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DECATUR — Digger was just born on March 28, but he's already earned his name.

“He digs all the time,” said Waverly Smothers, the zookeeper who takes care of the petting zoo animals at Scovill Zoo.

Digger is the first baby goat this season and he is his mother Cassiopeia's first kid. She wasn't sure if she approved of Director Ken Frye holding her baby.

Scovill Zoo, which opened in 1967 and has 400 animals from six continents, will open for the season on Saturday. Hours are 9:30 a.m. to 6 p.m. on weekends and 9:30 a.m. to 5 p.m. during the week until Memorial Day, when hours will be 9:30 a.m. To 6 p.m. daily. Last admission is one hour before closing.

MEMORY LANE (copy)

In this 1980 file photo, first- through sixth-grade students watch a Scovill Zoo goats and rabbits show with Mike Borders, farm zoo manager.

Digger isn't the only new baby at the zoo. The two miniature zebu, Eli and Elsie, welcomed Eloise on Dec. 28. Zebu are humped cattle that originated in South Asia. Eli has been a bit grouchy lately and stood protectively between Elsie and Eloise and their human visitors, snorting, but deigned to allow his face to be petted. Smothers, who also cares for the zebu, had to ask Eli more than once to let him pass as he went into their pen.

New to the zoo this year are the tawny frogmouths, Australian birds who came to Decatur from the Houston Zoo. Still in quarantine and not allowed visitors as yet, the big-headed, stocky birds are often mistaken for owls. They're meat eaters who subsist on lizards and mice in the wild.

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Director Ken Frye talks about the progress of the railroad extension project at the Scovill Zoo. It will connect to the Children's Museum of Illinois next door. 

“Quarantine is just something we always do,” Frye said.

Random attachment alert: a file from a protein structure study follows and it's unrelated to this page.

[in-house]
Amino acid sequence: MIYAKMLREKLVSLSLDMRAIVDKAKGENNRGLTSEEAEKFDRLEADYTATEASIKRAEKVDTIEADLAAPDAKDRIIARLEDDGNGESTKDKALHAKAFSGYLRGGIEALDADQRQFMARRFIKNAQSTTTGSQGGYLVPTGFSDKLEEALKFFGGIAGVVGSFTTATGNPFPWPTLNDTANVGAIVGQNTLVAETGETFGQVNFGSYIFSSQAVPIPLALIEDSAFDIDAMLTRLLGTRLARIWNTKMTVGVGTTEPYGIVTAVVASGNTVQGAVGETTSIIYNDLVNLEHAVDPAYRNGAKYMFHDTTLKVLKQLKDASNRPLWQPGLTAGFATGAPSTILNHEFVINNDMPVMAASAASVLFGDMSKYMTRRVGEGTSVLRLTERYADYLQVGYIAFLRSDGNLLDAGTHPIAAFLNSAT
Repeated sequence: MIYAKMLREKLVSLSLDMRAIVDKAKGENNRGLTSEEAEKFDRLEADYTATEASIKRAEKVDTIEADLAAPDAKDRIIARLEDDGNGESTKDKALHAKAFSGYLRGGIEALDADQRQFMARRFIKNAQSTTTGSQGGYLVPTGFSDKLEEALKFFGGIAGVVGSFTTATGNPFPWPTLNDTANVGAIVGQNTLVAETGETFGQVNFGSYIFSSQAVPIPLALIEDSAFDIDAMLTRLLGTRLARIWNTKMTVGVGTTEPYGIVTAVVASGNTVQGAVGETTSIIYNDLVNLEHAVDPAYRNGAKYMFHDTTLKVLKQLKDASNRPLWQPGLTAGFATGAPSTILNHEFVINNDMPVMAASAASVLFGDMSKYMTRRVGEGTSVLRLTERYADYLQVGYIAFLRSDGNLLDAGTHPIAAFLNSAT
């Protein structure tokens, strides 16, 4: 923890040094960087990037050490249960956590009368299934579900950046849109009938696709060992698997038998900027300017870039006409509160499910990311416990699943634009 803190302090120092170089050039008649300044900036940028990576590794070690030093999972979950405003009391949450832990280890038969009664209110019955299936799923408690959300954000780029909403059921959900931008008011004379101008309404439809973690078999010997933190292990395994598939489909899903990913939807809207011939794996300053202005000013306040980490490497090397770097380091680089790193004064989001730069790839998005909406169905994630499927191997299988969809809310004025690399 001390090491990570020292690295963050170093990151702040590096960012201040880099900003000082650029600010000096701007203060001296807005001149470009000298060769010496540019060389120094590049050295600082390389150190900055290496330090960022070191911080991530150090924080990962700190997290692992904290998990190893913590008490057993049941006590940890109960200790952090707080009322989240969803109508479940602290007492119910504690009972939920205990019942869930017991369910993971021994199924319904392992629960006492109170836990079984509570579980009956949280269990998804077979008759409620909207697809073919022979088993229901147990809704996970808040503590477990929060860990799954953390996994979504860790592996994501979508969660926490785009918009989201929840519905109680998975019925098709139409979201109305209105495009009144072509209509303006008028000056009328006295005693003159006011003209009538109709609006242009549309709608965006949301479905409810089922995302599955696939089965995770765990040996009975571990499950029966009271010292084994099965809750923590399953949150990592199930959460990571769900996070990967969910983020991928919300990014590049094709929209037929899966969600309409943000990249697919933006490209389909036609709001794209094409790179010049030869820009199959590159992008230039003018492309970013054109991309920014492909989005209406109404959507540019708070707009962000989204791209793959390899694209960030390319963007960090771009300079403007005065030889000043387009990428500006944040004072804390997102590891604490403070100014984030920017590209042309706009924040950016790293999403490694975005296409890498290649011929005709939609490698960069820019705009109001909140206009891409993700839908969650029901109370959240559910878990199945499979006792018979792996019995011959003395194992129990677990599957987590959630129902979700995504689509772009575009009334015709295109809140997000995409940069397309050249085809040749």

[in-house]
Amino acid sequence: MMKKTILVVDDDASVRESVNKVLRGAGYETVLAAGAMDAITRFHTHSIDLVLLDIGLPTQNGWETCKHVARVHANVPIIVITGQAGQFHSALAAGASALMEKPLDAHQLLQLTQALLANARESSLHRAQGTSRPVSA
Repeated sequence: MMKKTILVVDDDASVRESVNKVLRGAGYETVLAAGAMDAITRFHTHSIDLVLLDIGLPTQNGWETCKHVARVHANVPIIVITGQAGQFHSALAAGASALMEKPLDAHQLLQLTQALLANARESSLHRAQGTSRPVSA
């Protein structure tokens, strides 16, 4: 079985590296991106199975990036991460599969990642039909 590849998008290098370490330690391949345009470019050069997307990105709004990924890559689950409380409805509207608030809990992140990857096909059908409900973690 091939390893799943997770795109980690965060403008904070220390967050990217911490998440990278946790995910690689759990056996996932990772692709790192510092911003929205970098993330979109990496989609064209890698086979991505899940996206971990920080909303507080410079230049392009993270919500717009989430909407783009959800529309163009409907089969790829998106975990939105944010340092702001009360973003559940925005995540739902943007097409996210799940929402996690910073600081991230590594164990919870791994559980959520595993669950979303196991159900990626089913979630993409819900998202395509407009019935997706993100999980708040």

Animals, including birds, brought from other locations could carry germs that the Scovill animals have no resistance to, and vice versa, Frye said. New ones are kept separate until they've gotten a clean bill of health from University of Illinois veterinarians.

Besides new animals, the zoo's $2 million expanded train ride should be open shortly. The Z.O.&O. Express will continue its usual route around the zoo and will also include the grounds of the Children's Museum of Illinois next door. Riders can board at both locations, and the new route includes a 500-foot bridge next to the wolf habitat.

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“In the next month or so, depending on weather, in the next six or eight weeks, they should be able to get it finished and hook it up to our track,” Frye said.

The Howard G. Buffett Foundation donated $2 million for the train expansion. Rides will cost $3.50 for the extended ride and $2.75 for the regular ride.

Tilly, Niko and Koda, the wolves, have had to give up part of their habitat for the duration because a gravel road had to be run from the zoo down to the lake shore for trucks and construction workers to use, but that will be restored as soon as possible.

Animals that spend the winter indoors are being acclimated to returning outdoors as weather permits, Frye said, and two new shade canopies are being installed for animals like Jack the camel to use in hot weather. Jack is still wearing his shaggy winter coat, but he'll start losing it soon, and the zoo collects his shed hair for someone who spins it into yarn, Frye said.

Another new attraction, though not actually inside the zoo, is the American Bison sculpture by Tim Summerville, installed on Thursday in the park area next to the zoo.


20+ adorable photos of penguins at Scovill Zoo

Contact Valerie Wells at (217) 421-7982. Follow her on Twitter: @modgirlreporter

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Education Reporter

Education reporter for the Herald & Review.

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